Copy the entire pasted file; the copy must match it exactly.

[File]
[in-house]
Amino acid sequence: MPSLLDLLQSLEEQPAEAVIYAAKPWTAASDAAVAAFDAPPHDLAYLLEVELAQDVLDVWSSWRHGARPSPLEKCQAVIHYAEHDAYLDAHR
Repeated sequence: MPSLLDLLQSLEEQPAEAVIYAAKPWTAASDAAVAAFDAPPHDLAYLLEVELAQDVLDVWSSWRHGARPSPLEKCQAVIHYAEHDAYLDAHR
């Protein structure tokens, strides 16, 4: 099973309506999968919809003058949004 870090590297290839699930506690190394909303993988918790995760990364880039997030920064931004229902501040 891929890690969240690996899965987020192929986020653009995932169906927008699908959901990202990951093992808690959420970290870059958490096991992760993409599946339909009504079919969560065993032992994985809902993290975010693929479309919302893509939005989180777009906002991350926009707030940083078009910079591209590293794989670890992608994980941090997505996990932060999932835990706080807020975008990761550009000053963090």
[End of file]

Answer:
[in-house]
Amino acid sequence: MPSLLDLLQSLEEQPAEAVIYAAKPWTAASDAAVAAFDAPPHDLAYLLEVELAQDVLDVWSSWRHGARPSPLEKCQAVIHYAEHDAYLDAHR
Repeated sequence: MPSLLDLLQSLEEQPAEAVIYAAKPWTAASDAAVAAFDAPPHDLAYLLEVELAQDVLDVWSSWRHGARPSPLEKCQAVIHYAEHDAYLDAHR
């Protein structure tokens, strides 16, 4: 099973309506999968919809003058949004 870090590297290839699930506690190394909303993988918790995760990364880039997030920064931004229902501040 891929890690969240690996899965987020192929986020653009995932169906927008699908959901990202990951093992808690959420970290870059958490096991992760993409599946339909009504079919969560065993032992994985809902993290975010693929479309919302893509939005989180777009906002991350926009707030940083078009910079591209590293794989670890992608994980941090997505996990932060999932835990706080807020975008990761550009000053963090």